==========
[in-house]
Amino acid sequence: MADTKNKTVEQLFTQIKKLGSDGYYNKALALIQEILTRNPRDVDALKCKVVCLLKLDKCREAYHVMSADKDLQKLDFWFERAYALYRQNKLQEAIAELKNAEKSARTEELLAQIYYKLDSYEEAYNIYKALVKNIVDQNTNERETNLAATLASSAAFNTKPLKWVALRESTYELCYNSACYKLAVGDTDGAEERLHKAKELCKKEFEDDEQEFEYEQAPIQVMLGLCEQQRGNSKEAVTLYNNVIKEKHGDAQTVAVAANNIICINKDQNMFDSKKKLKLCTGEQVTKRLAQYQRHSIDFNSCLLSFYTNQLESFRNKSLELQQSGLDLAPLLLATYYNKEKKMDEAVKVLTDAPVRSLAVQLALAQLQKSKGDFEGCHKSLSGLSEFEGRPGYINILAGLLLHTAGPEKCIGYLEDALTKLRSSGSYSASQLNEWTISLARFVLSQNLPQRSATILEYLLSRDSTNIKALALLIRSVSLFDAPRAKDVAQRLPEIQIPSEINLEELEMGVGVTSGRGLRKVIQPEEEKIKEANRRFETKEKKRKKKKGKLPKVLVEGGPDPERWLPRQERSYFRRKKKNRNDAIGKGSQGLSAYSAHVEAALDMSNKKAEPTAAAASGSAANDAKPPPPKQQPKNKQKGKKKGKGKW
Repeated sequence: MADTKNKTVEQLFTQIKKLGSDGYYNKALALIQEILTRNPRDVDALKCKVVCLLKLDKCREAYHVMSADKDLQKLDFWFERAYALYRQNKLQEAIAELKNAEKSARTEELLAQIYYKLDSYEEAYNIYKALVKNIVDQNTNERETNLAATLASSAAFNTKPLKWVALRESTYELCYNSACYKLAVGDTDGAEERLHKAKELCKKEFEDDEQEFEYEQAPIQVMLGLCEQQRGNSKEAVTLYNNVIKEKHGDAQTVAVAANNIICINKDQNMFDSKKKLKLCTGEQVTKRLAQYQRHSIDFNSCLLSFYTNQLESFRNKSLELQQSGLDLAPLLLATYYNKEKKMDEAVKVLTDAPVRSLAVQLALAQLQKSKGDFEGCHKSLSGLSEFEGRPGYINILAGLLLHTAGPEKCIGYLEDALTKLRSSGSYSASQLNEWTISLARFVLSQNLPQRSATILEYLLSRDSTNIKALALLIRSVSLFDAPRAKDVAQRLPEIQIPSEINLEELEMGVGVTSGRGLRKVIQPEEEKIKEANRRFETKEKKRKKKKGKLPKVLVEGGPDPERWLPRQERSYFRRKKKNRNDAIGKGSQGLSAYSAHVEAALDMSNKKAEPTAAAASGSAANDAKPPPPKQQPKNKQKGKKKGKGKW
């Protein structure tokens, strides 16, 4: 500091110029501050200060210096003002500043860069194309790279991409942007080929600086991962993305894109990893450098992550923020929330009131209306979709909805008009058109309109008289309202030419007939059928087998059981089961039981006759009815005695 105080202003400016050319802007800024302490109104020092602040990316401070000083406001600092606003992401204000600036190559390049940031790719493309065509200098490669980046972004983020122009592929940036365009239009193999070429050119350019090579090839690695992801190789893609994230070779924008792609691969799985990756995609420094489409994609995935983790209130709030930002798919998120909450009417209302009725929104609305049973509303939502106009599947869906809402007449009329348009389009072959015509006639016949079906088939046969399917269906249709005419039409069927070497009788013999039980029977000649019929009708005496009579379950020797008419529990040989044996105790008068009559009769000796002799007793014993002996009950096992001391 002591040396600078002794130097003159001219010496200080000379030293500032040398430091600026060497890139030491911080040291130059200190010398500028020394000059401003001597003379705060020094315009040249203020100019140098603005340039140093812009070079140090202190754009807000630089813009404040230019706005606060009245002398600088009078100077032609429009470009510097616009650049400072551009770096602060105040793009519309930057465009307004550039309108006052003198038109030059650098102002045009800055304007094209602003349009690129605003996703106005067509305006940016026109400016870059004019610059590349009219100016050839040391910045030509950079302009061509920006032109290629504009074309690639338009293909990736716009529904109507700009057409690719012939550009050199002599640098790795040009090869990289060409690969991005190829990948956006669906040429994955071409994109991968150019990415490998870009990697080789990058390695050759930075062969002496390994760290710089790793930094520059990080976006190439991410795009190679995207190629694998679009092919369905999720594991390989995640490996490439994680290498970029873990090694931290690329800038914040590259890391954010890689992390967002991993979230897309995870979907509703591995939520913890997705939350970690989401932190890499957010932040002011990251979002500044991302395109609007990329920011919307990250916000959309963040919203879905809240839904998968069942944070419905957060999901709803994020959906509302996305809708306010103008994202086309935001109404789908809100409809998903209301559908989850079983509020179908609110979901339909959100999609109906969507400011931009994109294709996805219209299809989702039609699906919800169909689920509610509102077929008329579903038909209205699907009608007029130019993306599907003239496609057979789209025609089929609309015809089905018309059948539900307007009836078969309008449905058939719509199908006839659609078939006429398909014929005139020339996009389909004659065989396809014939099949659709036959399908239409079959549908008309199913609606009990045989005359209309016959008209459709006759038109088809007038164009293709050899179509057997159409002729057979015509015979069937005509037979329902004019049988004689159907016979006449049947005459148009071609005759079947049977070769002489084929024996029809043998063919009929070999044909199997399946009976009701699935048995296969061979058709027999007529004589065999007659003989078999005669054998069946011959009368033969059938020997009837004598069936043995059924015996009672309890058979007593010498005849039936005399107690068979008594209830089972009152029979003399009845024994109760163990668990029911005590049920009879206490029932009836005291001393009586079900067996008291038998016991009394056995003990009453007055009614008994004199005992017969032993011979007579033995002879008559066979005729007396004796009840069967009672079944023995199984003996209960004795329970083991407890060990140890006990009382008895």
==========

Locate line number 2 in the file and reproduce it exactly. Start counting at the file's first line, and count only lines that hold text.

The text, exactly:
Amino acid sequence: MADTKNKTVEQLFTQIKKLGSDGYYNKALALIQEILTRNPRDVDALKCKVVCLLKLDKCREAYHVMSADKDLQKLDFWFERAYALYRQNKLQEAIAELKNAEKSARTEELLAQIYYKLDSYEEAYNIYKALVKNIVDQNTNERETNLAATLASSAAFNTKPLKWVALRESTYELCYNSACYKLAVGDTDGAEERLHKAKELCKKEFEDDEQEFEYEQAPIQVMLGLCEQQRGNSKEAVTLYNNVIKEKHGDAQTVAVAANNIICINKDQNMFDSKKKLKLCTGEQVTKRLAQYQRHSIDFNSCLLSFYTNQLESFRNKSLELQQSGLDLAPLLLATYYNKEKKMDEAVKVLTDAPVRSLAVQLALAQLQKSKGDFEGCHKSLSGLSEFEGRPGYINILAGLLLHTAGPEKCIGYLEDALTKLRSSGSYSASQLNEWTISLARFVLSQNLPQRSATILEYLLSRDSTNIKALALLIRSVSLFDAPRAKDVAQRLPEIQIPSEINLEELEMGVGVTSGRGLRKVIQPEEEKIKEANRRFETKEKKRKKKKGKLPKVLVEGGPDPERWLPRQERSYFRRKKKNRNDAIGKGSQGLSAYSAHVEAALDMSNKKAEPTAAAASGSAANDAKPPPPKQQPKNKQKGKKKGKGKW